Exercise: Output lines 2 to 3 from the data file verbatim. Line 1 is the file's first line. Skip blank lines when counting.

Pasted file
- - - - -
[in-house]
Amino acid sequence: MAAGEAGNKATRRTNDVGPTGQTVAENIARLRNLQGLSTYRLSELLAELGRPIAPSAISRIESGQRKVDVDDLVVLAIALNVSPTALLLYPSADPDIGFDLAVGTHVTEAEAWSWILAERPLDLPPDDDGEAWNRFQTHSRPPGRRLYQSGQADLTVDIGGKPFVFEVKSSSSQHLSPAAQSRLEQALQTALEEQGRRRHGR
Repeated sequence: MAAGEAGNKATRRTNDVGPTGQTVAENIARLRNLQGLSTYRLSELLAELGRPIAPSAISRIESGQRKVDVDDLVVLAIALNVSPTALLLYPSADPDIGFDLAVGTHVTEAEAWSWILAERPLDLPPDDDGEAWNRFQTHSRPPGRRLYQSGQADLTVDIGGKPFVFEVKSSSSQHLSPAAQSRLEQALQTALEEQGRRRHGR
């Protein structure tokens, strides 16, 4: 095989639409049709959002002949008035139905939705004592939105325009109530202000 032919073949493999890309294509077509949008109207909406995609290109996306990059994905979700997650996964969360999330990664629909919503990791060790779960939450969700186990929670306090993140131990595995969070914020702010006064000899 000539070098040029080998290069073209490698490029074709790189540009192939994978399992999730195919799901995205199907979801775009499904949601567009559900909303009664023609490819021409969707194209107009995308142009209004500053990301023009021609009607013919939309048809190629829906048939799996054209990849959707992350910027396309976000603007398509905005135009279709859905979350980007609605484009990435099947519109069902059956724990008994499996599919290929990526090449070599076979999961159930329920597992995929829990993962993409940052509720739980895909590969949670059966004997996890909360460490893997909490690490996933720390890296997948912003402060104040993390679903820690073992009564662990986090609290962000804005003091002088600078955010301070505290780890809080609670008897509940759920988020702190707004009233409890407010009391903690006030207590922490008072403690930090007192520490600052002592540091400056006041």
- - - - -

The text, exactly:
Amino acid sequence: MAAGEAGNKATRRTNDVGPTGQTVAENIARLRNLQGLSTYRLSELLAELGRPIAPSAISRIESGQRKVDVDDLVVLAIALNVSPTALLLYPSADPDIGFDLAVGTHVTEAEAWSWILAERPLDLPPDDDGEAWNRFQTHSRPPGRRLYQSGQADLTVDIGGKPFVFEVKSSSSQHLSPAAQSRLEQALQTALEEQGRRRHGR
Repeated sequence: MAAGEAGNKATRRTNDVGPTGQTVAENIARLRNLQGLSTYRLSELLAELGRPIAPSAISRIESGQRKVDVDDLVVLAIALNVSPTALLLYPSADPDIGFDLAVGTHVTEAEAWSWILAERPLDLPPDDDGEAWNRFQTHSRPPGRRLYQSGQADLTVDIGGKPFVFEVKSSSSQHLSPAAQSRLEQALQTALEEQGRRRHGR